a test of some hypotheses concerning life history evolution. Journal of Evolutionary Biology 11:329-364.
We analyze, with an augmented data base, patterns
of covariation of the three primary demographic parameters (age at maturity,
fecundity, survival, all measured in the same unit of time) in lizards.
This also constitutes a first attempt to use all three of these parameters
for this group of species. We attempt to place these analyses in the framework
of recent theories on life history evolution (Ferrière and Clobert
1992, Charnov 1993). Life history data were collected from the literature
and from our original work, and a composite phylogeny was assembled, based
on a variety of published sources. Using a phylogenetically based statistical
method (independent contrasts), the allometric (log-log) relationship of
fecundity (and of clutch size) in relation to snout-vent length was found
to differ significantly between the two major clades of extant lizards,
Iguania (43 species in our data set) and Scleroglossa (47 species). We
therefore emphasize analyses done separately for the two clades. Without
removing correlations with body size, the relationships between fecundity
and survival, and between fecundity and age at maturity, were also found
to differ between clades, which differs from Charnov's (1993) predictions.
When correlations with body size were removed statistically, however, the
two clades did not differ significantly in these relationships. In a principal
components analysis (PCA) of the three demographic variables plus snout-vent
length, the first axis explained the majority (53-57%) of variation in
both clades, while the second axis explained 27-31% of the variation and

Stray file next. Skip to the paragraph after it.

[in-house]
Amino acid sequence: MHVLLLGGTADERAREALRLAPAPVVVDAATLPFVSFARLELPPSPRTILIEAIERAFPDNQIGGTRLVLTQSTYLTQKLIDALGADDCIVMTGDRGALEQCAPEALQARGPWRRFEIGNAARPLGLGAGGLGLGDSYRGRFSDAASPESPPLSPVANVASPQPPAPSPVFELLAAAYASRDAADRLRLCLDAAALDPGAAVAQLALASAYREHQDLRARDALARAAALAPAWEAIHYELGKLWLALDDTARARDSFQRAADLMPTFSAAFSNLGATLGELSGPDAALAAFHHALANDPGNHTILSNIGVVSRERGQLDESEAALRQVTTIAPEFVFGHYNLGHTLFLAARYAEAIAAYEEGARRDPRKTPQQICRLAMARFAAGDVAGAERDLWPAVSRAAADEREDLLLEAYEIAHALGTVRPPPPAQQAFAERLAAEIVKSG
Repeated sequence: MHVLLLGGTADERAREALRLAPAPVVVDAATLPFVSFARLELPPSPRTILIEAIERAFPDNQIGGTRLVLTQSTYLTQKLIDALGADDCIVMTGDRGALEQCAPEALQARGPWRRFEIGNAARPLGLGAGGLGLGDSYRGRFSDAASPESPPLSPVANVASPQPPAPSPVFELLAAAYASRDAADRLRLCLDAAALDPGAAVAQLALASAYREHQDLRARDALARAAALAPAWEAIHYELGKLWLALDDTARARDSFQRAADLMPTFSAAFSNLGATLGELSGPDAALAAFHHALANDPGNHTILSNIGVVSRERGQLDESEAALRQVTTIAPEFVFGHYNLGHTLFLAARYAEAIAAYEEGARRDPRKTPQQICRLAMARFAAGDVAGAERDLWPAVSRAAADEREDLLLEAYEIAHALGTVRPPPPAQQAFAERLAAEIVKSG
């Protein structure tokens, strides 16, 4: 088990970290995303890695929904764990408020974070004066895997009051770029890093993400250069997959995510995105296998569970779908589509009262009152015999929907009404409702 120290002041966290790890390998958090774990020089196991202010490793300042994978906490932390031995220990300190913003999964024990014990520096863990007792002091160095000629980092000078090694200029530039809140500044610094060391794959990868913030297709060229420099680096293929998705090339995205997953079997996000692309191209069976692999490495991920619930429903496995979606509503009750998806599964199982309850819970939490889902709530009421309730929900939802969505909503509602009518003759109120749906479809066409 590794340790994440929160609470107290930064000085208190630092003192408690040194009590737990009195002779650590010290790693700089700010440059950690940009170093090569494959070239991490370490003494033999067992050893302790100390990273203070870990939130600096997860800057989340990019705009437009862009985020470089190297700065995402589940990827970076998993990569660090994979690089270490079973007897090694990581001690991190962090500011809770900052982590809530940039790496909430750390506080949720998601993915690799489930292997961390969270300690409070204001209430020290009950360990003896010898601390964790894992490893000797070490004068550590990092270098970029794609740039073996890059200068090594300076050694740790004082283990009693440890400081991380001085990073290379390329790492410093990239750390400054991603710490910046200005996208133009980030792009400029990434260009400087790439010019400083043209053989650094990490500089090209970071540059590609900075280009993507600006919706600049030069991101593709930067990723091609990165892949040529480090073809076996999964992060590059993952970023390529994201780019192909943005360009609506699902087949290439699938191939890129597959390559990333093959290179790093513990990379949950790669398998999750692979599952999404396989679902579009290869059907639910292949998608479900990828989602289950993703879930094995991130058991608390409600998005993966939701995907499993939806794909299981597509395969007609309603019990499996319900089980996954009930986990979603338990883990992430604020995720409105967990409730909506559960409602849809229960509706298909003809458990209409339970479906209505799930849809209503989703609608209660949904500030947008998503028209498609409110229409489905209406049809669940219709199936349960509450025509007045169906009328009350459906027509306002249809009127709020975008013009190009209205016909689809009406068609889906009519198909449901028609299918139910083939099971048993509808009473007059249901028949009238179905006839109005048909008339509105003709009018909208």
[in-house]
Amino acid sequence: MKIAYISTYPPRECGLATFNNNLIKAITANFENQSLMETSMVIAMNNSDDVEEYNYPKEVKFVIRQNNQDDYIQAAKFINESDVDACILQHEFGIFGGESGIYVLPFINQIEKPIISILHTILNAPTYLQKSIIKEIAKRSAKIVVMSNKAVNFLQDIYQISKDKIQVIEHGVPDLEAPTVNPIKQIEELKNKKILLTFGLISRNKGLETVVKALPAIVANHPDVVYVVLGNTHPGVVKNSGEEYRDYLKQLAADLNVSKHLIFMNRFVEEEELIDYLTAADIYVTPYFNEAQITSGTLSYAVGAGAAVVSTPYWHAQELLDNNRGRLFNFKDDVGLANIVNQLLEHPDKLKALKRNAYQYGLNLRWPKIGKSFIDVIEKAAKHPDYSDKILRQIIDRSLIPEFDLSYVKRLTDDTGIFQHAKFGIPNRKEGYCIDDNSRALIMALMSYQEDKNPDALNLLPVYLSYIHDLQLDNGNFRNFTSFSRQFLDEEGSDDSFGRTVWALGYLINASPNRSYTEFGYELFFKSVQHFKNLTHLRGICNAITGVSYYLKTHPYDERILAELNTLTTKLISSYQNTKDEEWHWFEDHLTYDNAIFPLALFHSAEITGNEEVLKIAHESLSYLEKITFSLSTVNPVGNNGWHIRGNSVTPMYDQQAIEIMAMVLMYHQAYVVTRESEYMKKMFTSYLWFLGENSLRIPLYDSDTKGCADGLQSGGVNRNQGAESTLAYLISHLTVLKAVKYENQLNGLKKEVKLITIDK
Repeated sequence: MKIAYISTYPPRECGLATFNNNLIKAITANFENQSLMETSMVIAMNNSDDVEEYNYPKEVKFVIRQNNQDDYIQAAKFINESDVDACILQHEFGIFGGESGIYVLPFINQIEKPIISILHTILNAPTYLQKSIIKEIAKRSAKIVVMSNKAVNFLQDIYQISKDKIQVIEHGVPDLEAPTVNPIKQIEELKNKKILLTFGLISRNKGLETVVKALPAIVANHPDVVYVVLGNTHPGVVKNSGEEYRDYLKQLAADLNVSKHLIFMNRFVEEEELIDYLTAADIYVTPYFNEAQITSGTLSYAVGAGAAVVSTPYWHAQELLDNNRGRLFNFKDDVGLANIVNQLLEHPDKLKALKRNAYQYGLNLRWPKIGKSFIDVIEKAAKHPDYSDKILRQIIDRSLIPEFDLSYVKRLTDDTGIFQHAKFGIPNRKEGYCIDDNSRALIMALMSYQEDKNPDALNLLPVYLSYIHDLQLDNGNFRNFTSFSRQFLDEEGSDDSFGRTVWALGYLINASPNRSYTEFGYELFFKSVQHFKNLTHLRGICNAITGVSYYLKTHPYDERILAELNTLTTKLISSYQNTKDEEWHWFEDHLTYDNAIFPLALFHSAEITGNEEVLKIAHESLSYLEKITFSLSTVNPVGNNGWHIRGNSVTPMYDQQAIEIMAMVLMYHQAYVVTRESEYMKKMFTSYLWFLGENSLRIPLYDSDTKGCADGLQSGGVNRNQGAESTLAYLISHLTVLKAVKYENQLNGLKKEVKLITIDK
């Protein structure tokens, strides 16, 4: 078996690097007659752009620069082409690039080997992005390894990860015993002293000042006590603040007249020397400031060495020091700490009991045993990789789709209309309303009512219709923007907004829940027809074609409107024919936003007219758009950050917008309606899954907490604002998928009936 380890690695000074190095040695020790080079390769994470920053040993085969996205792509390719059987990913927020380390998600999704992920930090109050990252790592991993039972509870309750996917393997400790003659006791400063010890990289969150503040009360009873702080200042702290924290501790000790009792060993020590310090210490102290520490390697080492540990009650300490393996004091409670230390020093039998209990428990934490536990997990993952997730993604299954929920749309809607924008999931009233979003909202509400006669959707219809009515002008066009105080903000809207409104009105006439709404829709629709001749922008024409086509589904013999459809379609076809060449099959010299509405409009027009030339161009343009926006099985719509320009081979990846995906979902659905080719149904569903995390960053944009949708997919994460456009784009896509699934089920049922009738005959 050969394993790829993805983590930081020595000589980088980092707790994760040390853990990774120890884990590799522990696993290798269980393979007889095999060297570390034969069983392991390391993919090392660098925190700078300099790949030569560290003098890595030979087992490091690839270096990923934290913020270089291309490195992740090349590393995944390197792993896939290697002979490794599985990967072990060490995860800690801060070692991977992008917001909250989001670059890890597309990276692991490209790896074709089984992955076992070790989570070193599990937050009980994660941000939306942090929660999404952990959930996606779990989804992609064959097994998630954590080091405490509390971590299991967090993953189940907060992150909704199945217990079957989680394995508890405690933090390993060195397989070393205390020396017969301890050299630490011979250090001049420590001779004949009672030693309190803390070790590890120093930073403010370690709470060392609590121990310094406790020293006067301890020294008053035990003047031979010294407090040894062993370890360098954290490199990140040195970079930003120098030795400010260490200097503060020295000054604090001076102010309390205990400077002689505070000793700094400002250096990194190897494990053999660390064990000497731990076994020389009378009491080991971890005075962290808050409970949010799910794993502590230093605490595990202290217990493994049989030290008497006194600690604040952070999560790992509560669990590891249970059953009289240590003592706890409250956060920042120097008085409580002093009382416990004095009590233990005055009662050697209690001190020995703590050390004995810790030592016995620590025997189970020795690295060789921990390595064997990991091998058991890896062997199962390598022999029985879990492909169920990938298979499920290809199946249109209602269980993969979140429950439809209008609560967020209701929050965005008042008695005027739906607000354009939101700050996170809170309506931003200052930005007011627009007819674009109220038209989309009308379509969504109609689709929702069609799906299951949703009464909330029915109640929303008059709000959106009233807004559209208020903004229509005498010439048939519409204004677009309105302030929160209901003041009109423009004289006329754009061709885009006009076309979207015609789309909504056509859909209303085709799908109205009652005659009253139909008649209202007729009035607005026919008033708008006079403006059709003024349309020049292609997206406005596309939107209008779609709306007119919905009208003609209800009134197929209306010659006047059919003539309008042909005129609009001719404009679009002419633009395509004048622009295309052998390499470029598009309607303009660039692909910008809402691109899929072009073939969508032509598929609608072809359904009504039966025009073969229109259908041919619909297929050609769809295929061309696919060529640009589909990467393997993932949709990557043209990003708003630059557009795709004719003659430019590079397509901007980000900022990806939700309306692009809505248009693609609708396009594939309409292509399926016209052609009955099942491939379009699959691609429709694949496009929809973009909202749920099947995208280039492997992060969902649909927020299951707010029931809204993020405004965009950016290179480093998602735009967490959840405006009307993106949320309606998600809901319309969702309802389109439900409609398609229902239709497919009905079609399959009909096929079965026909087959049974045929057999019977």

loaded mainly on fecundity. In a PCA of size-adjusted demographic variables
(from log-log regressions on snout-vent length), the first axis explained
66-68% of the variation and was clearly interpretable as the classical
"slow-fast" continuum, which has been described in birds and mammals. The
PCA of residuals did not provide clear evidence of additional significant
patterns of covariation. However, the rate of evolution of mortality (size-corrected),
but not of fecundity or age at maturity, differed significantly between
clades. Furthermore, fecundity and age at maturity, both corrected for
variation in adult mortality (in addition to body size), were still significantly
related, indicating the existence of other patterns of variation in these
life history traits. In other words, the ratios between age at maturity
and adult mortality, or between fecundity and adult mortality, were not
found to be invariant, because the variation not accounted for by these
ratios was significantly associated with variation in another variable.
This result contradicts the prediction of Charnov (1993), and suggests
the existence of other directions of evolution in these life history traits.